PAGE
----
In this section, we briefly touch on four core components of a customer-centric bank, represented by this diagram.
A data repository is a store of customer data and transactions used by data analysts to help understand different customers’ behaviour, value, segments, and target.
Depending upon the maturity of the bank’s technology, it can be a data warehouse, data pool, data lake or other sub-set of the bank’s overall data. It may be operated in the bank’s data centre or, increasingly, in ‘the Cloud’. The bank’s information technology team build and manage the data repository, ensuring that it is complete and accurate.
We consider this topic further in Customer Management Level II and in the Operations Modules Level I and Level II.
Customer analytics software can process customer transaction, interaction, and behavioural data from the bank’s data repository that is used to help decide by using predictive analytics and segmentation to target customers with personalised, relevant, and timely offers.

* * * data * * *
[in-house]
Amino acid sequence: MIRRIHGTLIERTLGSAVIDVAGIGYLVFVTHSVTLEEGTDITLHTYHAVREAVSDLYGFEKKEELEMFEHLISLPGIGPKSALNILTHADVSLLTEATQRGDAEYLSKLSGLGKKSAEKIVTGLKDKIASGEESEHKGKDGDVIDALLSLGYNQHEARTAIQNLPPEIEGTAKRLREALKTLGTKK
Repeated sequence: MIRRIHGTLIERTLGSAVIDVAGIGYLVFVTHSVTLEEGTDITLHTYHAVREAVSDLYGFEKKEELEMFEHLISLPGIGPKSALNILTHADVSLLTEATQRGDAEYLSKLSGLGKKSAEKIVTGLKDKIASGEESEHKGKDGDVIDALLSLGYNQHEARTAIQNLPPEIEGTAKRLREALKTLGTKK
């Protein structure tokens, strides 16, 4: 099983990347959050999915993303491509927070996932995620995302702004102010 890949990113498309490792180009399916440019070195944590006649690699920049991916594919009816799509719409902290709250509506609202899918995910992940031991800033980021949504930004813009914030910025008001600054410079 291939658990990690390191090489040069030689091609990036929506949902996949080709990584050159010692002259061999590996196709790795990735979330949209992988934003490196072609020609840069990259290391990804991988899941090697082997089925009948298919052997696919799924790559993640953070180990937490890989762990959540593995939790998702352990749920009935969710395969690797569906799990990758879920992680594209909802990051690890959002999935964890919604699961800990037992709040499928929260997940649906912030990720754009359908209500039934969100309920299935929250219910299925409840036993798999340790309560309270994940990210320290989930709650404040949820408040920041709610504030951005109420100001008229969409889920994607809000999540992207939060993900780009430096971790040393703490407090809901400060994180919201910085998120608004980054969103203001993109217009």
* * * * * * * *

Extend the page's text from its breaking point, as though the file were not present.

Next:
The software must help customer data analysts perform three main tasks:
A customer relationship management (CRM) system is at the core of delivering the bank’s customer-centric experience to improve satisfaction, build trust and loyalty and create sustainable value. It is the foundation of customer-centric Customer Management. It is normally integrated with the bank’s core systems which supply it with information so that it can deliver opportunities to the bank’s omnichannel or multichannel banking platform. Banks can choose to buy a third-party CRM system from one of many vendors, build their own CRM, or customise a vendor system.
Most CRM systems feature a ‘single view’ of the customer or prospect through a profile that is available to customer-facing and back-office employees, including:
CRM systems can suffer from an adoption and usage problem because of organisations imposing them on their employees as a sales management tool, rather than as a tool that helps them be customer-centric. We discuss how to avoid this problem in Level II.
Omnichannel Banking or its predecessor, Multichannel Banking, interacts with customers, allowing them to transact and receive offers from the bank. We consider Omnichannel Banking in the next section.